A growing number of people from Quezon City are driving alone in their cars to Makati every day for work, increasing the volume of paralyzing traffic afflicting the entire Metro area. According to a recent survey by the popular European carpooling app, Wunder, over 20,000 people in Quezon City are using a car to commute downtown and 65% of them are driving by themselves.
“It’s no secret that driving in a car by yourself is the most expensive way to travel for individuals and society at large” says Sam Baker, Wunder’s Chief Operating Officer. “An average household in Metro Manila can easily spend over 20,000P per year on fuel alone, not to mention the hours of time lost waiting in traffic” he says. According to the survey, 92% of commuters would be comfortable sharing a ride with someone else they met through an app, though only 32% know someone personally who carpools.
Different initiatives to share a ride to work have been tested in Metro Manila in the past but so far, none have really taken off. The biggest challenge with sharing a ride to work is finding matches that fit with everyone’s variable schedules.
While taxi-hailing apps such as Uber have made it easier to find a professional taxi ride, there is not yet an easy solution to share an empty seat with someone who is driving to work in the same direction as you, saving drivers and passengers significant cost.
Wunder, founded in Germany in 2013, has launched carpooling communities across several large cities in Europe, now totaling over 200,000 members. Wunder members can use the app to enter their home and work location, their typical commute times and whether they have a car or not. Passengers schedule when they want to leave for work and the app automatically calculates matches and notifies drivers who have the option to accept or skip the ride request.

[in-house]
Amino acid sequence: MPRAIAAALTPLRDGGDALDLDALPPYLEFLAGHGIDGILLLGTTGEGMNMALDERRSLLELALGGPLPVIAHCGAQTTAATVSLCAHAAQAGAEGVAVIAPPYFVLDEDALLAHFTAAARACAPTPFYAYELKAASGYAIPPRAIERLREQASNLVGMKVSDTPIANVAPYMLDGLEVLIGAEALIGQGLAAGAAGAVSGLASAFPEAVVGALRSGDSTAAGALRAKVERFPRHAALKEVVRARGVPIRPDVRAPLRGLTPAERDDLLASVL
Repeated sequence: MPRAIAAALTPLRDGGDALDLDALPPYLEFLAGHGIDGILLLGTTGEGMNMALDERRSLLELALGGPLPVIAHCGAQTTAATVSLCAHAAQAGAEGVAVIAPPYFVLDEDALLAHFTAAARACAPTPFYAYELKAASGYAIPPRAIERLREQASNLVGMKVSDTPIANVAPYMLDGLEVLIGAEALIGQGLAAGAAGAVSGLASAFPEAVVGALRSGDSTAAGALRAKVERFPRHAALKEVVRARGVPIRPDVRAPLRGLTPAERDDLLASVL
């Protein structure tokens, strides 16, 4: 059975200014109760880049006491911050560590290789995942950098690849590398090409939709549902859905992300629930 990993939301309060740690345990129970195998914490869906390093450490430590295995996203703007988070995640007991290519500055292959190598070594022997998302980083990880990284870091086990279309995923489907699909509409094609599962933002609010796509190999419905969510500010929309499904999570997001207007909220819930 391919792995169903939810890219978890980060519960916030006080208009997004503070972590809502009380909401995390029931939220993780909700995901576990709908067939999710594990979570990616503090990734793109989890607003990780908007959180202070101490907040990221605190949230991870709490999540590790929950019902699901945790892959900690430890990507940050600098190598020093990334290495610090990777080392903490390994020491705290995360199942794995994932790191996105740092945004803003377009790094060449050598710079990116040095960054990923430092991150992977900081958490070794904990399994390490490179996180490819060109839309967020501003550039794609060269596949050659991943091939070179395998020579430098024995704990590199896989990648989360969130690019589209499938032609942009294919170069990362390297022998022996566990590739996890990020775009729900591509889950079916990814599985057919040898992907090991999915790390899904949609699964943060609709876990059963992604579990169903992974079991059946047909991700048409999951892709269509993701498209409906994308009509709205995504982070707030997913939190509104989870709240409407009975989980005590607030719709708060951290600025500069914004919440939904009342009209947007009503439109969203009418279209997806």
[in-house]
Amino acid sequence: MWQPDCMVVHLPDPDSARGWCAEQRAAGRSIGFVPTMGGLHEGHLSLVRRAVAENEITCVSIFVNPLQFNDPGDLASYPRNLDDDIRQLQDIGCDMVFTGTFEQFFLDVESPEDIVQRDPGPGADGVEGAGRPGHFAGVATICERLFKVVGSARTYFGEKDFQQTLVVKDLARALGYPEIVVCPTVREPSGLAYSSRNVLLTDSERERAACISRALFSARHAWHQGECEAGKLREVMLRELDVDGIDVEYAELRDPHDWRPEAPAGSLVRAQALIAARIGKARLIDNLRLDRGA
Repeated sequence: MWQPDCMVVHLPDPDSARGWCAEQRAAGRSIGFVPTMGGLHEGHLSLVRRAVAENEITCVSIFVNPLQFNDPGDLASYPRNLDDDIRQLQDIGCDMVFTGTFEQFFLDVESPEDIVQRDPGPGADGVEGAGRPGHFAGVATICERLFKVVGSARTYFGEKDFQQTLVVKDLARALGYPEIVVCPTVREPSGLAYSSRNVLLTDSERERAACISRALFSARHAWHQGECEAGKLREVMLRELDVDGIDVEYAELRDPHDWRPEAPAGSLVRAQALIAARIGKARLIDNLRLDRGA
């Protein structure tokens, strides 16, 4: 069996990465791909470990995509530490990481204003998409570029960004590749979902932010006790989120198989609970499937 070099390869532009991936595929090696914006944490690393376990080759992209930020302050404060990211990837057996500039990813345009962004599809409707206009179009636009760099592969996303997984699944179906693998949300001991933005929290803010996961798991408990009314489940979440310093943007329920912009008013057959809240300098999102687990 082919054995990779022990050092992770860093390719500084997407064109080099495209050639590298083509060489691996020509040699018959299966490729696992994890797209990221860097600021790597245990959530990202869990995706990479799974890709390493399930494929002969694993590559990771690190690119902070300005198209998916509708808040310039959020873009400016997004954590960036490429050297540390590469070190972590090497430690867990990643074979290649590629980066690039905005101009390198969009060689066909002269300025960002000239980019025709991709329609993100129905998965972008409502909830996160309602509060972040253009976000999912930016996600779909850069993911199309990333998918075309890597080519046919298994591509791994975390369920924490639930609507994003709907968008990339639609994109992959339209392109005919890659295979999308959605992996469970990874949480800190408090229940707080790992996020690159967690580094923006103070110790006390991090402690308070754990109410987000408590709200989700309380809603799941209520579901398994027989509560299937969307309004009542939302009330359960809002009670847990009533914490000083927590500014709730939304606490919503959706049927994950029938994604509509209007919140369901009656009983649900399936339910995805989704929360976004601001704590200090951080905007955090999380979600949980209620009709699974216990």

Safety is also a top priority and community members themselves have ultimately proven to be the best judges of who they feel comfortable sharing rides with on the way to work: A transparent profile and rating system allows members to provide feedback on their fellow carpoolers.
Drivers take a small detour and passengers help cover the cost of the trip, amounting to approximately 60P for a 15 km trip, or approximately the price of public transportation. Payment will initially be handled with cash between the passenger and the driver but in the future Wunder may introduce an electronic payment option that has been very successful across Europe. Unlike professional drivers who make an income driving others as a service for many hours a day, Wunder carpoolers only recover basic costs such as fuel for rides they are already taking to work and back home.
“As a driver sharing a ride to work and back you could make an extra 2,000P per month, essentially covering the cost of your fuel.” Says Baker “Not to mention solving the traffic problem while meeting nice people from your area!”
Visit the Wunder website to register or download the free app for iOS or Android and start carpooling today.